I’m sure you’ve seen the articles, ads, reviews, and press for The Saturday Night Widows by Becky Aikman, a memoir about six young women who were in mourning and started getting together to support one another and became friends. Then came a book.
Hey, I wrote a book about widows too. In case anyone was wondering.
The thing is, and it’s a weird thing to say, and I haven’t read the book, and I don’t wish death and loss on anyone ever, but these women had a label and situation that inspired the sympathy, empathy, compassion and camaraderie they needed and deserved. They were able to find others like themselves.
In my real life, my ex-husband died, and like my main character Evie, I found myself to be an ex-wife with a dead ex-husband.
Try finding a support group for that.
For me, in real life, divorce support groups never worked, either before or after my ex’s death. I was not your everyday divorced mom. I worked at home and got along with my ex who happened to actually fulfill his duties as a father. And by the time I divorced, I was no longer angry or bitter. Annoyed at times, perhaps, but otherwise, fine and even at times, dandy.
I’ve had people tell me I was lucky my ex died. Yeah, my tolerance was, and remains, pretty low for people who say things like that to me. Insensitive is the nice word for what they are. It’s clear that unless there are horrible extenuating circumstances, your kids are better off with their other parent in their lives. Even if he or she is riddled with faults, as all exes are. And it isn’t lost on me that if you have an ex, you are one.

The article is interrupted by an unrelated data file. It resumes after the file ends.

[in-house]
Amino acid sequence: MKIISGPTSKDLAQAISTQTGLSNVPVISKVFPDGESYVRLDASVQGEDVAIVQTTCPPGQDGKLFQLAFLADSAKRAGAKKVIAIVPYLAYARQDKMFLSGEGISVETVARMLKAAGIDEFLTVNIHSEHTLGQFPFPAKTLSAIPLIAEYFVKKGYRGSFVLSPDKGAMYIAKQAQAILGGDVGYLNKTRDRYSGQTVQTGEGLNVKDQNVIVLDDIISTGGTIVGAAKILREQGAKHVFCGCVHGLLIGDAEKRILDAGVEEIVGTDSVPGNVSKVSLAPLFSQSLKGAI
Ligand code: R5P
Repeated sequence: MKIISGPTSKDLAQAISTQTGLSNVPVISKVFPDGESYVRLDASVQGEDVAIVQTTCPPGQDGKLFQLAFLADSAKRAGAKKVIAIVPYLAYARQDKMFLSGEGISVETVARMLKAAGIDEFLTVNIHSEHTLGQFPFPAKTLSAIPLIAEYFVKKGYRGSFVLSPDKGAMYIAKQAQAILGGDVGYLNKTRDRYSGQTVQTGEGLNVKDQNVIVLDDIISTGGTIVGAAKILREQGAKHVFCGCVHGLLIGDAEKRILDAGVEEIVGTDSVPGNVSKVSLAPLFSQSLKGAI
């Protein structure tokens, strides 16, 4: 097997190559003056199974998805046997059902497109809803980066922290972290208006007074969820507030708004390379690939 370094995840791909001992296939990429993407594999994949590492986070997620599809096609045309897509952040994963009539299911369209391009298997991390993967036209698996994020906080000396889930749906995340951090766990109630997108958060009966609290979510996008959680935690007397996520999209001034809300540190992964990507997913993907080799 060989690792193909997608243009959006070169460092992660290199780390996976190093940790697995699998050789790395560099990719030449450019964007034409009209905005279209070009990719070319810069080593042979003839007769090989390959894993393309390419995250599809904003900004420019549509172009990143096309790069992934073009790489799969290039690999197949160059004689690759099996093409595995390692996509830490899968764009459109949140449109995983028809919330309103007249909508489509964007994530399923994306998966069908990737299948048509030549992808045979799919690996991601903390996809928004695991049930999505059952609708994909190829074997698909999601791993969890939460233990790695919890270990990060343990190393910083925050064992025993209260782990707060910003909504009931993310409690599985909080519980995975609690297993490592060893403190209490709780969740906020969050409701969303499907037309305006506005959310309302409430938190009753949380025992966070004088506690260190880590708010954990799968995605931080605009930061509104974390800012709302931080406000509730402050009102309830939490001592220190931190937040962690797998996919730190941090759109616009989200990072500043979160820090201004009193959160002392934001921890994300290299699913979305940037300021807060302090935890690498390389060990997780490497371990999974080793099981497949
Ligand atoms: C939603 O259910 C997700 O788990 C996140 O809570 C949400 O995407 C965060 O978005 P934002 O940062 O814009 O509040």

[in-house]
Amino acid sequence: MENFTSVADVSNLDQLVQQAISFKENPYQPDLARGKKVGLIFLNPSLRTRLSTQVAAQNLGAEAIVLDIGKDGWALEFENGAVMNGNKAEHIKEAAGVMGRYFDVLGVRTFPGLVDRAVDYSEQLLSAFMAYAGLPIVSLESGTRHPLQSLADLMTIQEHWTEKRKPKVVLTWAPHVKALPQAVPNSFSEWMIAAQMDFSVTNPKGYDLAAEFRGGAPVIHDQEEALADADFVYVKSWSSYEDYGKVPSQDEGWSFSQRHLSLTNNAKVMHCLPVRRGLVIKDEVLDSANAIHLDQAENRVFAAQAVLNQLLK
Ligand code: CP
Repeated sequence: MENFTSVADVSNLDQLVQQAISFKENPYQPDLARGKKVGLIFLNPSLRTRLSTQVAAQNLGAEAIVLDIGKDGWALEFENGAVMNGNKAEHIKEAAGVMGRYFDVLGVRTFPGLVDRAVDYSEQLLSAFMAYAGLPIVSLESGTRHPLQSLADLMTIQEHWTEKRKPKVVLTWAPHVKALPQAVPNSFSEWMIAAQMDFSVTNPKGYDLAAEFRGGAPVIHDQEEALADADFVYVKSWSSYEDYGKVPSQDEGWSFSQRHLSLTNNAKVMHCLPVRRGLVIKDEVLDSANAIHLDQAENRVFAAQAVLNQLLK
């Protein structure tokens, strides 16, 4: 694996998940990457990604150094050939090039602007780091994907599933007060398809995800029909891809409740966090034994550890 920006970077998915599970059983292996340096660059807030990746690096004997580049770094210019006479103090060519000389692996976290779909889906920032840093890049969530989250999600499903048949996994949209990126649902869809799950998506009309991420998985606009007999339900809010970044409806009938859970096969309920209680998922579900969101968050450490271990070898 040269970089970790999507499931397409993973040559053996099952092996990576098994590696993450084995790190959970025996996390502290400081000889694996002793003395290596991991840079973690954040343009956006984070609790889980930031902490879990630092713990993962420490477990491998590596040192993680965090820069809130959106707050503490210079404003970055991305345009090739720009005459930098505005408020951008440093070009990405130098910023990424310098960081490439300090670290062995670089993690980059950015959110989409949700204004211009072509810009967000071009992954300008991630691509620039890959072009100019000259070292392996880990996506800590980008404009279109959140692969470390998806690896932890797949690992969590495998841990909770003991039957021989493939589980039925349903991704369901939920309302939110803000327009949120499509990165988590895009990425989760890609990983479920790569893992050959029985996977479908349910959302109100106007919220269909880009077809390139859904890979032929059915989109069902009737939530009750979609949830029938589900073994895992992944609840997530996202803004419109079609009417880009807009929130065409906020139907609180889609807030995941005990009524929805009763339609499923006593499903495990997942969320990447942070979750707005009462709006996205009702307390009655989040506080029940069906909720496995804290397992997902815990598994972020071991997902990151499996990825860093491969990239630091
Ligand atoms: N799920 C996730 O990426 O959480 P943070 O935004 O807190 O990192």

Widowhood support groups certainly didn’t work for me after my ex died. I didn’t even qualify for those. And for that, I’m grateful. I don’t always believe thing happen for a reason, but I’m pretty sure that the reason I survived years of a craptastic marriage and thrived in the aftermath of divorce, was so that I would be rock solid when my kids needed me most, and forever after.
I think the interest in books about horribly sad, sometimes inspiring situations, most likely what Saturday Night Widows is like, is so that people can read and experience without actually, you know, experiencing anything at all. They learn, wonder, put themselves in the places of the people or the characters. If the writer did his or her job, readers get a true sense of emotion and situation, whether the book is fiction or fact.
I think the people who’ve already read The Glass Wives have enjoyed it because they get to tread into a situation they can’t imagine for themselves. Heck, I wrote it, and although the springboard for the novel lies in truth, I wouldn’t have wanted to live out some of the details of Evie’s life either. I think that’s what made it so much fun to write. It’s true, I wish I had a freezer full of cookies like Evie always does. I wish I would meet a Jewish George Clooney (how I imagine a character in the book, ha!). I wish I worked in a snazzy gift shop because it sounds like fun. I wish my two best friends lived right next door to me, one on each side.
But really, I wish my ex was alive so that I had to come up with a whole different idea for a novel.
That being said, I’m wondering…are books about widows the new, um, black?
Jeez, I hope so.
Have you read the advance praise for The Glass Wives? You can do so here.